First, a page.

IoT (Internet Of Things) - What to Choose                            Home : www.sharetechnote.com

 

 

 

 

Now let's assume that you got the full unstanding of each of the IoT related technology individually and did a little bit of categorization, you may come up with some daisy chain like diagram as illustrated below.

What is at the center of all these technology ? it's CONFUSION !!! :)

What is confusing you would not be the technical details of each individual technology. What confuse you would about 'how one technology differs from other technologies ?' or 'which technology I have to chose for my application or use model ?'

 

 

 

The simple answer to the question "Which technology do I have to pick for my application or my use model ?" is "It depends on the nature of your application".

I know.. you would not take this as an answer. You would ask for more specific answers.

If you want to get more specific answers, you would have specific answers to a lot of specific questions as listed below. (This list would get extended as learn/observe more from various discussions/forums).

 

  • What kind of information/data you want to collect with the end node device ?
  • What kind of end node device you will use ?
  • What date rate does your end-node device need ?
  • Does your end node device will both transmit and receive data ? or only transmit the data (no recieve) ?
  • What frequecy you can use ?
  • How far away a transmitter is from a reciever ?
  • What kind of network your end-node devices will form ?
  • How much control you want to have over the whole network ?
  • How many end node devices will be playing in the network ?
  • Do you need any security for the data being transmitted and received ? At which level, if you need ?
  • How do you change/upgrade the firmware/software of the end node/device ?
  • What kind of protocol (phy, mac, application layer protocol) do you want to use ?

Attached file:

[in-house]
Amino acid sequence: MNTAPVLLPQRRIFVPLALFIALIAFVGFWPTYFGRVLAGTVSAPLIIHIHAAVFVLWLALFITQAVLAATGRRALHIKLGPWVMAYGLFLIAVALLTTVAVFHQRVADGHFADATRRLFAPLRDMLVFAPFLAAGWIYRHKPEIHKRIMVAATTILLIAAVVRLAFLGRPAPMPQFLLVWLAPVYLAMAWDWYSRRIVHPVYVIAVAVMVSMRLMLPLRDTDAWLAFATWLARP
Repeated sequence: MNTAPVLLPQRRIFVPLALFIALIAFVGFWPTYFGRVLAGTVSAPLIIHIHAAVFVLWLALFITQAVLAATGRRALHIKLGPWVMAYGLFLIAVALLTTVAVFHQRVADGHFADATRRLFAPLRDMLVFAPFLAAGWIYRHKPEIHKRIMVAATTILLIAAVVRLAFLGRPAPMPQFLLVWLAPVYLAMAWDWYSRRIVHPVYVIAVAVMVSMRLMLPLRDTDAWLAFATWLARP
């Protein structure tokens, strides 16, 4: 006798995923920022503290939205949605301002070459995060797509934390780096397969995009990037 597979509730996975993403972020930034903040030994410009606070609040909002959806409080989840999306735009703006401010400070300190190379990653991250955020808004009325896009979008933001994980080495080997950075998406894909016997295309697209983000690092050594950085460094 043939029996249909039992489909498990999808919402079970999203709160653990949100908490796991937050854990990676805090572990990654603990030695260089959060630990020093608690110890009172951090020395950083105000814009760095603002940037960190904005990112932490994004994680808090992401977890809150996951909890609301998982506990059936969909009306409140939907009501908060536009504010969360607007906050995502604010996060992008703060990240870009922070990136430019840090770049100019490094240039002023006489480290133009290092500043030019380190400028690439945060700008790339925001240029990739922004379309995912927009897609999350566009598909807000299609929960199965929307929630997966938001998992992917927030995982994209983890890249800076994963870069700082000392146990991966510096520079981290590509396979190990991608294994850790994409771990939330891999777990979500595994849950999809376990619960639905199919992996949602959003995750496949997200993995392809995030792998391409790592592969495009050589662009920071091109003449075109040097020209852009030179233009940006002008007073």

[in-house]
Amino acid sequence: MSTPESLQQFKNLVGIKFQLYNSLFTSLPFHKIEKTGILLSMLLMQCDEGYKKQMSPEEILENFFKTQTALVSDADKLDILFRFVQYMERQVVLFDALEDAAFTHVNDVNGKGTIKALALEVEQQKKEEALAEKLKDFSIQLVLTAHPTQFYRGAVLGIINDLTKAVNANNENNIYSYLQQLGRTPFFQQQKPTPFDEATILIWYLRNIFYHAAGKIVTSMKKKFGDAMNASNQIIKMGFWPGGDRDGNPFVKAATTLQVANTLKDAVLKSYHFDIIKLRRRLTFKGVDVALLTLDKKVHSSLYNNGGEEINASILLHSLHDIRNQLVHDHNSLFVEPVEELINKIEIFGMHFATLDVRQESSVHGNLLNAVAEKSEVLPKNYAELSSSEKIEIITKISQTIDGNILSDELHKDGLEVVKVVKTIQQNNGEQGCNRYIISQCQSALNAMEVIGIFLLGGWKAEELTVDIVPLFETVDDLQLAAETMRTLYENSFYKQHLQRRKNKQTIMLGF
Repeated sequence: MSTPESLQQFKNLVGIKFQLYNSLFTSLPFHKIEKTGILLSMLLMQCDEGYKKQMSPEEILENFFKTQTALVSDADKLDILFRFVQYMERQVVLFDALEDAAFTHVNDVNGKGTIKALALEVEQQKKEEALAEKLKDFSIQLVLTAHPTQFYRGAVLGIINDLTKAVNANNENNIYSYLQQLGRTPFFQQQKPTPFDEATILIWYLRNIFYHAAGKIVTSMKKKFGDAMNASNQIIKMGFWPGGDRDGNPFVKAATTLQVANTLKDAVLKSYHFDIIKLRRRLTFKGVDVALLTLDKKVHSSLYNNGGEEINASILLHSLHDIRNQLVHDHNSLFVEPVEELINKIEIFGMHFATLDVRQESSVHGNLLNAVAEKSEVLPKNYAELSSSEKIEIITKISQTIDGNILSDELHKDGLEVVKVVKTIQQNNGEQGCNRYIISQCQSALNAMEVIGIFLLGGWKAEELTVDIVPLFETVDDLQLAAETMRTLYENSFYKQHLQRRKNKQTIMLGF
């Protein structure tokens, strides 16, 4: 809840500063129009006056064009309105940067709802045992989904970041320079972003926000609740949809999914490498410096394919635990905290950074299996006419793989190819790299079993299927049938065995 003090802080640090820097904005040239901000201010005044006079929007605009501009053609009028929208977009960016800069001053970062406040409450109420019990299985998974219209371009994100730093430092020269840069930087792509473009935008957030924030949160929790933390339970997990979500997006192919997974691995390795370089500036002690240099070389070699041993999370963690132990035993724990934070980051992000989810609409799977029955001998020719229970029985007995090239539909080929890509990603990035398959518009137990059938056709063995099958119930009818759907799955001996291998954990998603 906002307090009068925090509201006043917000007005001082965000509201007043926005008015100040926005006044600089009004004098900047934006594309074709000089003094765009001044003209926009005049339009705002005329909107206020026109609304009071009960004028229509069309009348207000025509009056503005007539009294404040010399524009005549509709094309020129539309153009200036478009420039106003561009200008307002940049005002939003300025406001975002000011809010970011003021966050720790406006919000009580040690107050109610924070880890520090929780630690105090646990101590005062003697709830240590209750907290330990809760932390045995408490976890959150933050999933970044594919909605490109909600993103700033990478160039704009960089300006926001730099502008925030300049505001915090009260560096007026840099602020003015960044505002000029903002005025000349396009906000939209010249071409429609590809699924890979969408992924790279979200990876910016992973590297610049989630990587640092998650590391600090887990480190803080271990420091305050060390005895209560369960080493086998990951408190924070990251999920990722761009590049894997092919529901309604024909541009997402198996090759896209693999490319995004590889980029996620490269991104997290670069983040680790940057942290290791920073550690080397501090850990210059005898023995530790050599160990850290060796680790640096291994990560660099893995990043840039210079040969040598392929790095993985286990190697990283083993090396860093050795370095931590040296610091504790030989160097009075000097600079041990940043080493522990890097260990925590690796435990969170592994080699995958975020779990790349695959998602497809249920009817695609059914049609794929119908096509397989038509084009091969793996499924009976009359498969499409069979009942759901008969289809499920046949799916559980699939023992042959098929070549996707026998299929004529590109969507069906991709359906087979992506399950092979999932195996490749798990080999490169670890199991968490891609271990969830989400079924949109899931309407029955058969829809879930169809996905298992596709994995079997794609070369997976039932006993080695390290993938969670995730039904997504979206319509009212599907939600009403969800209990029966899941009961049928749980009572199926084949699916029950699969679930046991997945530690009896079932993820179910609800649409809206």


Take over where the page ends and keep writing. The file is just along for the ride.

• How much cost you can afford to ?

 

I would not put my comments on each of the questions for now.. just to give you some time for you to think.. (good excuse for my laziness :)).

 

 

Q1. What kind of information/data you want to collect with the end node device ?

 

This is basically asking about the data rate of the end node in your IoT system. Is it collecting a simple data like Temperature, Humidity which takes up only several bytes at a time of transmission. Normally this kind of IoT device should be very low cost. It is less likely to let this kind of device to use relatively expensive network (like cellular network).

 

 

Q2. What kind of end node device you will use ?

 

This is asking 'Are you going to use a simple sensors (like temperature, humidity) ?' or some other devices which requires a relatively large packet transmission/reception or which requires very high level data security.

 

 

Q3. What date rate does your end-node device need ?

 

This would be highly related to Q1. Usually the type of data to be collected and transmitted would determine the necessary data rate, but there might be some exceptions. For example, if you need very sophisticated data security and add a lot of additional portions to the original data to implement the security, the data rate that you would need would get much higher. Another exception can be the case where you want to upgrade/reconfigure your end-node remotely. Of course, this would not happen very often but if you really want to do this, the data rate should be pretty high for the end-node to download necessary firmware and configuration information.

 

 

Q4. Does your end node device will both transmit and receive data ? or only transmit the data (no recieve) ?

 

Most of the IoT application is Uplink centeric (transmission only in terms of end-device) and in some extreme case there are some application that is uplink only. It is understandable for most of IoT application to be Uplink dominant but there would be a lot of restriction if it goes with uplink only. For example, you have a very simple end-device (e.g, a temperature sensor) and transmitted it to a Gateway or Basestation. If the device is uplink only (transmission only), the device can only transmit the data and there is no way to verify whther it successfully reached the destination or not. To verify the successful transmission of the data, there should be some mechanism by which the destination (e.g, Gateway) can send Acknowledge message to the device that has sent the data. To do this, the system should allow downlink (i.e, reception in terms of end-device).  Also, if you want to apply any form of data security or remote re-configuration or remote update, you need both uplink and downlink.

 

 

Q5. What frequecy you can use ?

 

Let me ask another question before this ..  Are you going to use unlicensed band/frequency (i.e ISM band) or a licensed band / frequency (e.g, Cellular) ? If you decided to use ISM band, it is highly likely to use sub Ghz band (i.e, around 900 Mhz) or around 2.4 Ghz frequency. If you decided to use licensed band, it will be determined by which frequency will be allowed in the area where your IoT system will be installed.